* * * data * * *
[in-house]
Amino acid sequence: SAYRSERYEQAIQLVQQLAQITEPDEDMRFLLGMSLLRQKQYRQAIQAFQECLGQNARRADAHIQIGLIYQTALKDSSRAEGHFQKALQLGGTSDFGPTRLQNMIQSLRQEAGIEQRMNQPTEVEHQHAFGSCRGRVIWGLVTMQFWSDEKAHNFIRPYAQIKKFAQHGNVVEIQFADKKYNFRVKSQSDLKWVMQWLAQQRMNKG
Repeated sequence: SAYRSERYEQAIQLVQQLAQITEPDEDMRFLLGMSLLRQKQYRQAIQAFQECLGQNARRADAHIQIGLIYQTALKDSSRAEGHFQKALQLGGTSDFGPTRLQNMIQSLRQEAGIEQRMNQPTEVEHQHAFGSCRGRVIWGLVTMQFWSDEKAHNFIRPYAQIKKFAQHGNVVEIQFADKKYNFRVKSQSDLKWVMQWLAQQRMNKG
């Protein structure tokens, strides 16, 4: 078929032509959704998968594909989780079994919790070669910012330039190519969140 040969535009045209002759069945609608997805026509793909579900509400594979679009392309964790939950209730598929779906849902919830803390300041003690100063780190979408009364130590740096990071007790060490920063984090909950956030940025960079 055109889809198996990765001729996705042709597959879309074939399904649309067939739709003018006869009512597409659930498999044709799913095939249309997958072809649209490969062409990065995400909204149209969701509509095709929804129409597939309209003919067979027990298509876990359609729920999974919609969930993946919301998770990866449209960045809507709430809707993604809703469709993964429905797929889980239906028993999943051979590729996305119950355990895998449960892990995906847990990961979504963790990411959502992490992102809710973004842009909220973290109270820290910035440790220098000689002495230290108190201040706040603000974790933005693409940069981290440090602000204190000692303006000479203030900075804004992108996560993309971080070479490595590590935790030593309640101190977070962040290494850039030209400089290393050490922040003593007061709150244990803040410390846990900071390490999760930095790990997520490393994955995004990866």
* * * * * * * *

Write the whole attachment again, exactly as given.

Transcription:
[in-house]
Amino acid sequence: SAYRSERYEQAIQLVQQLAQITEPDEDMRFLLGMSLLRQKQYRQAIQAFQECLGQNARRADAHIQIGLIYQTALKDSSRAEGHFQKALQLGGTSDFGPTRLQNMIQSLRQEAGIEQRMNQPTEVEHQHAFGSCRGRVIWGLVTMQFWSDEKAHNFIRPYAQIKKFAQHGNVVEIQFADKKYNFRVKSQSDLKWVMQWLAQQRMNKG
Repeated sequence: SAYRSERYEQAIQLVQQLAQITEPDEDMRFLLGMSLLRQKQYRQAIQAFQECLGQNARRADAHIQIGLIYQTALKDSSRAEGHFQKALQLGGTSDFGPTRLQNMIQSLRQEAGIEQRMNQPTEVEHQHAFGSCRGRVIWGLVTMQFWSDEKAHNFIRPYAQIKKFAQHGNVVEIQFADKKYNFRVKSQSDLKWVMQWLAQQRMNKG
């Protein structure tokens, strides 16, 4: 078929032509959704998968594909989780079994919790070669910012330039190519969140 040969535009045209002759069945609608997805026509793909579900509400594979679009392309964790939950209730598929779906849902919830803390300041003690100063780190979408009364130590740096990071007790060490920063984090909950956030940025960079 055109889809198996990765001729996705042709597959879309074939399904649309067939739709003018006869009512597409659930498999044709799913095939249309997958072809649209490969062409990065995400909204149209969701509509095709929804129409597939309209003919067979027990298509876990359609729920999974919609969930993946919301998770990866449209960045809507709430809707993604809703469709993964429905797929889980239906028993999943051979590729996305119950355990895998449960892990995906847990990961979504963790990411959502992490992102809710973004842009909220973290109270820290910035440790220098000689002495230290108190201040706040603000974790933005693409940069981290440090602000204190000692303006000479203030900075804004992108996560993309971080070479490595590590935790030593309640101190977070962040290494850039030209400089290393050490922040003593007061709150244990803040410390846990900071390490999760930095790990997520490393994955995004990866």